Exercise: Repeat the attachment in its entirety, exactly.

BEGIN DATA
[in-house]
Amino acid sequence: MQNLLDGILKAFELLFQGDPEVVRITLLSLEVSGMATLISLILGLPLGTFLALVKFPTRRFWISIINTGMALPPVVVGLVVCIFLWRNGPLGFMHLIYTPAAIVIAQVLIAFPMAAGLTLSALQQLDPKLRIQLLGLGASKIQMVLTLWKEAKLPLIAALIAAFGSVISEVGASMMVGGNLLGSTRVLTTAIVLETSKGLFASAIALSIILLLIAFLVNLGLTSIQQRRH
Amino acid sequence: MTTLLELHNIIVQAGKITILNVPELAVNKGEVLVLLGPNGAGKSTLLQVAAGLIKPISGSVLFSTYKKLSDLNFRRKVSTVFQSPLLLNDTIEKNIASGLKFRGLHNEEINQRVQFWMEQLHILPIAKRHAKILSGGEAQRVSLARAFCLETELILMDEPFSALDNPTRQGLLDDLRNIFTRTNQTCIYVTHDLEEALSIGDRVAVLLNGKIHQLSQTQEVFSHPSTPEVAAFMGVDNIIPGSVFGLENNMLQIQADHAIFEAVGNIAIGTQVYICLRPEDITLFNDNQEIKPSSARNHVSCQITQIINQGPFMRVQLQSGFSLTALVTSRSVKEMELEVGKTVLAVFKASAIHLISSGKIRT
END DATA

[in-house]
Amino acid sequence: MQNLLDGILKAFELLFQGDPEVVRITLLSLEVSGMATLISLILGLPLGTFLALVKFPTRRFWISIINTGMALPPVVVGLVVCIFLWRNGPLGFMHLIYTPAAIVIAQVLIAFPMAAGLTLSALQQLDPKLRIQLLGLGASKIQMVLTLWKEAKLPLIAALIAAFGSVISEVGASMMVGGNLLGSTRVLTTAIVLETSKGLFASAIALSIILLLIAFLVNLGLTSIQQRRH
Amino acid sequence: MTTLLELHNIIVQAGKITILNVPELAVNKGEVLVLLGPNGAGKSTLLQVAAGLIKPISGSVLFSTYKKLSDLNFRRKVSTVFQSPLLLNDTIEKNIASGLKFRGLHNEEINQRVQFWMEQLHILPIAKRHAKILSGGEAQRVSLARAFCLETELILMDEPFSALDNPTRQGLLDDLRNIFTRTNQTCIYVTHDLEEALSIGDRVAVLLNGKIHQLSQTQEVFSHPSTPEVAAFMGVDNIIPGSVFGLENNMLQIQADHAIFEAVGNIAIGTQVYICLRPEDITLFNDNQEIKPSSARNHVSCQITQIINQGPFMRVQLQSGFSLTALVTSRSVKEMELEVGKTVLAVFKASAIHLISSGKIRT